No one saw it coming. It looked to be so far away yet it hit like a bang. Before long everyone was talking about it and it became the talk of town. Internet. Everyone had their point of view of what that would be but without clarity of how it was going to affect them.
Politicians have mastered the art of talking things away whether they have the evidence or not. I have a feeling that was the same with the internet. One person once complained of their boss who deliberately refused to learn computer operation. His emails would be printed out by the secretary and he would reply in short hand which would then be typed and emailed back. What such people did not see coming was the digital evolution.
It crept through the crevices of small handsets called mobile phones which everyone wanted to have. Within a short time, the concern went beyond just having a phone but the size, type and later, the complexity. That’s how black berry ruled this world. You had CEOs with black berry phones operating with a p. O box mind-set.
The tools were available and soon they were to become the source of our problems. The rate at which technology changes (read improves) is way faster than how the politics of the land does. This has created a number of opportunities but also challenges. When there is a fire outbreak, with the power of social media, there is an immediate circulation of the news to the authorities which is a good thing. Should the fire truck show up with only five litres of water, then expect an explosion on social media.
Politicians took long to jump on the ship of digital that is to say; having active social media platforms both for public figures and institutions, by the time they did, most of them needed to first redeem their image.
Digital has narrowed the distance between leaders and the people they lead, the common folk. They are just a tweet away. And the leader will be forced to respond. We have seen even powerful institutions which rarely relate with the common person coming out to speak on urgent matters online.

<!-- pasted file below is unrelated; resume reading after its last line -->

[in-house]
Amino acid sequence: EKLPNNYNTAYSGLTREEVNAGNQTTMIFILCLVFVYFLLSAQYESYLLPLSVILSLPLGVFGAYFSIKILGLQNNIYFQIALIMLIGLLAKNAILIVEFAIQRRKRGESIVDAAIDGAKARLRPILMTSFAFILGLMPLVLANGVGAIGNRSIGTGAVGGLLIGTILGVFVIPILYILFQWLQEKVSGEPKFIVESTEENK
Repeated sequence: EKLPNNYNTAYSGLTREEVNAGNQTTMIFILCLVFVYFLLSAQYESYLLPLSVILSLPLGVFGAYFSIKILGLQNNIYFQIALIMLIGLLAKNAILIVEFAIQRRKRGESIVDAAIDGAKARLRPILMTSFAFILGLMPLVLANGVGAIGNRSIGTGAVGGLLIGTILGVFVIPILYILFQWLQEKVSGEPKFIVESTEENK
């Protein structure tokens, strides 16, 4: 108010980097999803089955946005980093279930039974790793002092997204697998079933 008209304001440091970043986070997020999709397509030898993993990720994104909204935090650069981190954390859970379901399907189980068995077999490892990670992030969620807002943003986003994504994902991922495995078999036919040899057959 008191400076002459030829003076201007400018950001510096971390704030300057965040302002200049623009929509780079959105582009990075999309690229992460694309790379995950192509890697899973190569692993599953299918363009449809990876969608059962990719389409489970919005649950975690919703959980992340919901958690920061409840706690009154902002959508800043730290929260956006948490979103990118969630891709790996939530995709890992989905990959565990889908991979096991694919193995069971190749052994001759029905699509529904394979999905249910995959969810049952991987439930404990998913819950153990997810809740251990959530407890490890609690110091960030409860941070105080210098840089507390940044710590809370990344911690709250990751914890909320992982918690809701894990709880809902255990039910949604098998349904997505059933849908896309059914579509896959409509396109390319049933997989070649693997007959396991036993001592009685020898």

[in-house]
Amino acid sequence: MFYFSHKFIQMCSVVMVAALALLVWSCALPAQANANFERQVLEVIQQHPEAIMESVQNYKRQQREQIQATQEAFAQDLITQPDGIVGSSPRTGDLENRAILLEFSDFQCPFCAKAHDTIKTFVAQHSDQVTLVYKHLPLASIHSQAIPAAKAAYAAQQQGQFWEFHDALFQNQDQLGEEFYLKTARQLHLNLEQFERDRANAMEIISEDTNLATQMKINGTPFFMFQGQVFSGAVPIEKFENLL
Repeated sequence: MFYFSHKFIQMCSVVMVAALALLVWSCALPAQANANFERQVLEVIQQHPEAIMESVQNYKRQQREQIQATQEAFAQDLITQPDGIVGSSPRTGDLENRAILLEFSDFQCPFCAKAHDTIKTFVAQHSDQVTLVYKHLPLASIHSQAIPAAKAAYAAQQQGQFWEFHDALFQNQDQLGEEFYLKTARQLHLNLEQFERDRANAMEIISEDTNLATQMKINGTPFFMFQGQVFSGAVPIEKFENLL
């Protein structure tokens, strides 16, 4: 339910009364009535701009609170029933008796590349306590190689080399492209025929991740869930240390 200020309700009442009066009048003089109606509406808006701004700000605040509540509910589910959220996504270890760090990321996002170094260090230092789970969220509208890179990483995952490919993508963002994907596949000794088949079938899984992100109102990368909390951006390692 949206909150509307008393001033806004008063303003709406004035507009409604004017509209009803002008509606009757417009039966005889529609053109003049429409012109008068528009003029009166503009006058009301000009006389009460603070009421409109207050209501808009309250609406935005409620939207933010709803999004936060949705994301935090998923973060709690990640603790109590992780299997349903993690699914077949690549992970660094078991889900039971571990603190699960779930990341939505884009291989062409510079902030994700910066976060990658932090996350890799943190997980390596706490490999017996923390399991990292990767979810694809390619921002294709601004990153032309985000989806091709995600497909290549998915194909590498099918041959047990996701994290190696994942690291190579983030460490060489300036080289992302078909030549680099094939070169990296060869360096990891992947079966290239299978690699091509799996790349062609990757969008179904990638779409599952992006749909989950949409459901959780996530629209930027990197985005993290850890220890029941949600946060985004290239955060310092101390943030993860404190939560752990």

These changes are not only happening at the political level, they are being made manifest in the lives of ordinary people who are using digital platforms to access services that were rather very far from them. Within the past five year period, a lot more has changed more than the past decade because of the quick internet speeds and the improved versions of the mobile gadgets and the affordability of both.
Nanjala takes the trouble to break down and examine these different points of time and the effects that each has had on the nations of east Africa especially Kenya and her people. The ten year scope in which she researched the book, there was a lot changing and it goes without mention that more has also changed and improved for that matter.
This review, of Nanjala Nyabola’s Digital Democracy, Analogue Politics: How The Internet Era Is Transforming Politics In Kenya, is written for ttpafrica.com by David Kangye. Copies of the book can be purchased from ttpafrica.com.